Two years ago this month, Judge James Wynn of the U.S. Court of Appeals commented (in a dissenting opinion that supported my case):
Not only should we disapprove of the tactics the government used to run out the clock on Attkisson’s claims, but we should also reject the troubling “game plan” it provided for the government and private parties to prevent disclosure of—and, therefore, responsibility for—their potentially unconstitutional or illegal electronic surveillance activities...
Beginning in the late 1960s, when the University of North Carolina Tar Heels seized the lead in the second half of a basketball game, Hall of Fame head coach Dean Smith would raise his arm and put up four fingers. Requiring no further instruction, two post players would run to the two corners of the court formed by the baseline and the sidelines, and two wing players would move to the corners formed by the mid-court line and the sidelines. The point guard—most famously, Phil Ford—would then dribble the ball at the top of the key as the clock ticked down, occasionally exchanging the ball with one of the wing or post players if the defense applied too much pressure. In this offense—commonly referred to as the “Four Corners”—the clock was the Tar Heels’ best friend. The longer the Tar Heels held the ball on offense, the less time their opponent had to try to score and cut into the Tar Heels’ lead. The Four Corners proved so successful that college basketball’s powers-that-be effectively outlawed it through the adoption of the shot clock in 1985. In this case, the government—not unlike Dean Smith’s Tar Heels—put up the “fours” when Plaintiff-Appellant Sharyl Attkisson, a journalist formerly employed by CBS News, filed suit against unnamed employees and agents of the federal government (the “Doe Defendants”).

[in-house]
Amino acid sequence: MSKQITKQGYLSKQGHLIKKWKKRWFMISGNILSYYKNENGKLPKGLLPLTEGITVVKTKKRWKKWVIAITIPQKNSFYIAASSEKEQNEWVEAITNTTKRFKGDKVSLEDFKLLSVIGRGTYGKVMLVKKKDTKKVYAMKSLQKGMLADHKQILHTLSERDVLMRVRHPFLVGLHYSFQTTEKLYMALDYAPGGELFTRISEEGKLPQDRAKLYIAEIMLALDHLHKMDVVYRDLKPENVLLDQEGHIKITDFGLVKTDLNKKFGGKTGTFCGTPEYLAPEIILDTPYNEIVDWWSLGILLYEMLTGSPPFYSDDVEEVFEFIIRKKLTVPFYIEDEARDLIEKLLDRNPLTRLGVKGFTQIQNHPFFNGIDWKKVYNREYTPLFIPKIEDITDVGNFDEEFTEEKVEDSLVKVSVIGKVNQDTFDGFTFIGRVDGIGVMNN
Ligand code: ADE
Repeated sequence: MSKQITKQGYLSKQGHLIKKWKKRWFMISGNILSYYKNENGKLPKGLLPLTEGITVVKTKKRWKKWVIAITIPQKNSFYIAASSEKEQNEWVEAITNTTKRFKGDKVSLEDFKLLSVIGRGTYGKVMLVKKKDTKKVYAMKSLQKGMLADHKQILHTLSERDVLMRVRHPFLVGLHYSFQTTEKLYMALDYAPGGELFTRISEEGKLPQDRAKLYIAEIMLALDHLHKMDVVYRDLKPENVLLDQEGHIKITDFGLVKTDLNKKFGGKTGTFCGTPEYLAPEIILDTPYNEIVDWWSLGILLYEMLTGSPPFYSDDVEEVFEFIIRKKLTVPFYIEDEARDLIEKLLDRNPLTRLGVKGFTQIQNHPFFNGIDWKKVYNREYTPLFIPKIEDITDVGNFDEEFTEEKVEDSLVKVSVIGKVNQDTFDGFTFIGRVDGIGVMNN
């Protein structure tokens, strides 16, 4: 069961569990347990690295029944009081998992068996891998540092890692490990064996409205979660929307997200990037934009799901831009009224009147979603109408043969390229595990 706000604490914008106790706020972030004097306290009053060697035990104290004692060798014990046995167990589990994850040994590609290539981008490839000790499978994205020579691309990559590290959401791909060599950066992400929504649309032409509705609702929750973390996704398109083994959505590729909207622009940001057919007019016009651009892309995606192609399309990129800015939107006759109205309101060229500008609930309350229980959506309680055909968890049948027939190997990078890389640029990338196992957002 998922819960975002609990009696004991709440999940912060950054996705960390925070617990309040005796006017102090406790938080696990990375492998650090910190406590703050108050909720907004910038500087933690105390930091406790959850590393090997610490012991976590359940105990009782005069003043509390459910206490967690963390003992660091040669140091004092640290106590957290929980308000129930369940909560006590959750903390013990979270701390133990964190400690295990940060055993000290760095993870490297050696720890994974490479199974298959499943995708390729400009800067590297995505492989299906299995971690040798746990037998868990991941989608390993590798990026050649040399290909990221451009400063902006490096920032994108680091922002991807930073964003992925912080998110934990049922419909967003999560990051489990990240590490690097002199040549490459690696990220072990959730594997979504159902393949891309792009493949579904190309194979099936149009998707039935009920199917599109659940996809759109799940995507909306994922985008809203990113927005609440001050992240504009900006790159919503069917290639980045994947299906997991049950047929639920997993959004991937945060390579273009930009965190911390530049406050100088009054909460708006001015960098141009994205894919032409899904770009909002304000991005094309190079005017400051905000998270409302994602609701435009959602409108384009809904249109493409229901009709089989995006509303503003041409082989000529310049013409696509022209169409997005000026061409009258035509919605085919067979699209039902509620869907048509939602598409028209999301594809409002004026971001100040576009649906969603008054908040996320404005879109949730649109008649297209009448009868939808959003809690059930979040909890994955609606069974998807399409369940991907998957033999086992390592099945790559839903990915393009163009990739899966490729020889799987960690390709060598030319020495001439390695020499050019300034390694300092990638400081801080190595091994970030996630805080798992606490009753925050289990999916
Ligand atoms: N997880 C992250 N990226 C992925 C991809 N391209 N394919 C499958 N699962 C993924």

Attkisson alleged that the Doe Defendants conspired to violate her constitutional and statutory rights by accessing and commandeering her home and work internet-connected devices for surveillance purposes. But Attkisson never got a meaningful opportunity to pursue her claims because the government did everything in its power to run out the clock on Attkisson’s action—it filed motions challenging venue and jurisdiction, motions challenging the sufficiency of service, motions for extension of time, motions to dismiss, and motions for protective orders. And just as the Tar Heels had great success running the Four Corners, the government’s strategy worked. Although Attkisson diligently sought to identify the Doe Defendants for nearly four years—including by repeatedly serving discovery on the government and third-parties directed at identifying the Doe Defendants—the district court dismissed her case with prejudice against the Doe Defendants for failing to comply with a court order to identify the names of the Doe Defendants by a date certain. The district court did so even though the government’s delaying tactics deprived Attkisson of any meaningful opportunity to engage in the discovery necessary to identify the Doe Defendants.Judge James Andrew Wynn, U.S. Court of Appeals